Muscogee County Democratic Committee screens voter suppression documentary

Local News

The Muscogee County Democratic Committee held a viewing party for a documentary about the allegations of voter suppression from the 2018 gubernatorial election in Georgia which led to a lawsuit.

The film examines our region and explores the various ways the vote was suppressed in rural Georgia and in metro Atlanta.

Many folks in the audience worked or volunteered on the democratic ticket and experienced the voter suppression.

“After living it last year and learning more about it through groups like Fair Fight, that it is part of a strategy, its not just random accidents, that things are done on purpose to decrease the number of votes that democratic voters have tallied,” says Laura Walker, Chairman of the Muscogee County Democratic Committee.

The film showcased many disenfranchised voters that couldn’t vote because their names were dropped from the rolls for an apostrophe or a dash and people who had to stand in line for hours when there weren’t enough voting machines. The film also highlights the proposal to shut down several precincts in Randolph County.

“Some counties only had one early voting place for miles and miles and miles of range, people could not get there. So there was not equal access to vote. It is our right to vote. And we had so many wonderful candidates to vote for but we did not have opportunities. And that was all throughout Georgia. We have to make it better,” says Patricia Lassiter, field director for the Teresa Tomlinson U.S. Senate campaign.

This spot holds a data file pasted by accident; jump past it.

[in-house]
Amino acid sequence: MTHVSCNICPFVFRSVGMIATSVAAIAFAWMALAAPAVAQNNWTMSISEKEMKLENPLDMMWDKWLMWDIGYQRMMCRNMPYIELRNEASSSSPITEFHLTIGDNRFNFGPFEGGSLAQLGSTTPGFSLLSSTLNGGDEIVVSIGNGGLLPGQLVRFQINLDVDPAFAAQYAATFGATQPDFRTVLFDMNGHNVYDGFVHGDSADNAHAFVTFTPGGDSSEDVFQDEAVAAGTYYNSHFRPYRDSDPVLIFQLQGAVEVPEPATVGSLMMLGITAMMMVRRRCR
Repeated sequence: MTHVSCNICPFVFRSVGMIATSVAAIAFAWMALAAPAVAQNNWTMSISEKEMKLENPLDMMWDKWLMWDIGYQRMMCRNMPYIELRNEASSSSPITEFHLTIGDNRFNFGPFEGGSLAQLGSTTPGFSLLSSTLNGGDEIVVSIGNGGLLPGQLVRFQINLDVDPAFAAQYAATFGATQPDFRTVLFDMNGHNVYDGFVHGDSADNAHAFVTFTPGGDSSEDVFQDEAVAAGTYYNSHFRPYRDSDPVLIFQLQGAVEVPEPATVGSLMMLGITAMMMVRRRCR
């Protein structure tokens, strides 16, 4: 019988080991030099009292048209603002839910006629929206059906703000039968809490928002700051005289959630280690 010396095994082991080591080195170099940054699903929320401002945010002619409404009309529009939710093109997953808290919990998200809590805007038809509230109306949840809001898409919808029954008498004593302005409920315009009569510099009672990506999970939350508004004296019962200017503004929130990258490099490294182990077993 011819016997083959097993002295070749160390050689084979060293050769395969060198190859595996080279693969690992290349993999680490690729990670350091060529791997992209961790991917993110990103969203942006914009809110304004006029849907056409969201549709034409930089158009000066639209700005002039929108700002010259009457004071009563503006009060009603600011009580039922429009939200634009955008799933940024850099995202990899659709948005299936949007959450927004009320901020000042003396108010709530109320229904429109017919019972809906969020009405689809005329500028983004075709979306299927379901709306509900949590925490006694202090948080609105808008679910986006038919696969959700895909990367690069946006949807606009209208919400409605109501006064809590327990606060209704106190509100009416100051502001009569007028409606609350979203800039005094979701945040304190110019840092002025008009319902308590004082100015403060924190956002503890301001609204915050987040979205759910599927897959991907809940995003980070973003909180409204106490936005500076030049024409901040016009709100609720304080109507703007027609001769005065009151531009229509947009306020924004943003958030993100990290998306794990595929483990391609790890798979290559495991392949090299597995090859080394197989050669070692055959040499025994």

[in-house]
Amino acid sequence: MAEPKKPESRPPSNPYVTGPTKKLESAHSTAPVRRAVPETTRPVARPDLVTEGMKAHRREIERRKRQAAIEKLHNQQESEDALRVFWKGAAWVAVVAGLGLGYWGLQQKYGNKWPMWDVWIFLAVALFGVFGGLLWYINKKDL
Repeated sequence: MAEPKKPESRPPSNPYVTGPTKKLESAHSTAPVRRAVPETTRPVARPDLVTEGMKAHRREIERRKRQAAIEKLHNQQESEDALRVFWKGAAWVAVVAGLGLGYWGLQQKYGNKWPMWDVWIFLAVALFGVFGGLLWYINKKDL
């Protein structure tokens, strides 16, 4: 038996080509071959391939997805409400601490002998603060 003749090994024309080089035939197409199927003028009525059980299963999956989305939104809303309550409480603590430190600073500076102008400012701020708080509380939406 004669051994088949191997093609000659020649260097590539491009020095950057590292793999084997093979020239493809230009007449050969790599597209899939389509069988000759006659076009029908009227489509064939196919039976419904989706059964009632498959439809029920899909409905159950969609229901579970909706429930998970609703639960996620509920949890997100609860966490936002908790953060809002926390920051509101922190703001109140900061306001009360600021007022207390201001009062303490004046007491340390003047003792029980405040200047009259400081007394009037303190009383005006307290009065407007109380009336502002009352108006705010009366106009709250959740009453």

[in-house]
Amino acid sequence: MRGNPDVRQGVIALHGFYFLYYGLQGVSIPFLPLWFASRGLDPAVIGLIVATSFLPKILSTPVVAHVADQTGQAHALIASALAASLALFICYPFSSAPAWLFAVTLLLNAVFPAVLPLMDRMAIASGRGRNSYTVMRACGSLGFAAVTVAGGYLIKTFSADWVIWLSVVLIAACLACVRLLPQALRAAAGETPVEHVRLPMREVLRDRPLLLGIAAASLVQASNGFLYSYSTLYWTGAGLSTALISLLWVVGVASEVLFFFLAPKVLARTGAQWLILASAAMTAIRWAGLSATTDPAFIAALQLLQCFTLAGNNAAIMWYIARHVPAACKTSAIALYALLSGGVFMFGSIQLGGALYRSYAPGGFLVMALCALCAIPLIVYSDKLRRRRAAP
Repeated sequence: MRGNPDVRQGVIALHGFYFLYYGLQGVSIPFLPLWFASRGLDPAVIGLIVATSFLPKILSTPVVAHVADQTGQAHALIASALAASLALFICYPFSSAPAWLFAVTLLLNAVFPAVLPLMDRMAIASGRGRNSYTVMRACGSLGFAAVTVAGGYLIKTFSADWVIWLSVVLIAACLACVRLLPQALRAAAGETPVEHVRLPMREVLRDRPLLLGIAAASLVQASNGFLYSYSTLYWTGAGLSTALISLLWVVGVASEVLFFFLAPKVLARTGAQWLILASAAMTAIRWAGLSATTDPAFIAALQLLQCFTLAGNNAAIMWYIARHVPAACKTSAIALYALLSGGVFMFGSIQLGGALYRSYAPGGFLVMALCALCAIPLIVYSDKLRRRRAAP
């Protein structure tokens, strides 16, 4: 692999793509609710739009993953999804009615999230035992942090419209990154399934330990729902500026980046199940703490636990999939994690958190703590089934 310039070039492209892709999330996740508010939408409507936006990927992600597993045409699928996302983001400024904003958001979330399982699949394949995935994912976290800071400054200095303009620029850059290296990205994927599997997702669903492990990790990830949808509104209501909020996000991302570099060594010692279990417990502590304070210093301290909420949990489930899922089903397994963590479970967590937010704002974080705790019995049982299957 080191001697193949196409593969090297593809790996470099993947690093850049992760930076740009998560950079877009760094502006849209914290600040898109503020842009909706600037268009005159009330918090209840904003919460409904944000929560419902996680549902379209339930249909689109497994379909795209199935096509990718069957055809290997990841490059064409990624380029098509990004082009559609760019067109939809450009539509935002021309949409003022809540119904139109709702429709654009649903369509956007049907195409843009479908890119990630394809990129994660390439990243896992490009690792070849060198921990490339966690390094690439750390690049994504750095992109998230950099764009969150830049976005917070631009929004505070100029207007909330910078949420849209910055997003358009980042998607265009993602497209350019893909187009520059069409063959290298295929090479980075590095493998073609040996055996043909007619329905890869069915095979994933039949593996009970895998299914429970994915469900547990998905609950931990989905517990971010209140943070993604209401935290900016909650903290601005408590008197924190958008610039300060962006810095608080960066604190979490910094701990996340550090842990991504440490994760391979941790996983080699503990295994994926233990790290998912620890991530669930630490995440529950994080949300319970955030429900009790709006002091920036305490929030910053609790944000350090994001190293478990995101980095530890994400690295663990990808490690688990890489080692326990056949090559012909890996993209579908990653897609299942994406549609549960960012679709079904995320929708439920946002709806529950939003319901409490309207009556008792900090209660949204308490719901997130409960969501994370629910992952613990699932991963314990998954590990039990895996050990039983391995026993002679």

After the movie, Walker held a discussion about the events and how they are working to make sure this doesn’t happen again.

Former Secretary of State Brian Kemp was sued for suppressing minority votes after an Associated Press investigation revealed his office didn’t approve about 53,000 voter registrations – most of them filed by African-Americans.

Federal and state courts have overturned some laws that require extra identification that require time and missing work in some states, including Georgia, North Carolina, and North Dakota, citing the harmful effects on minority voters.

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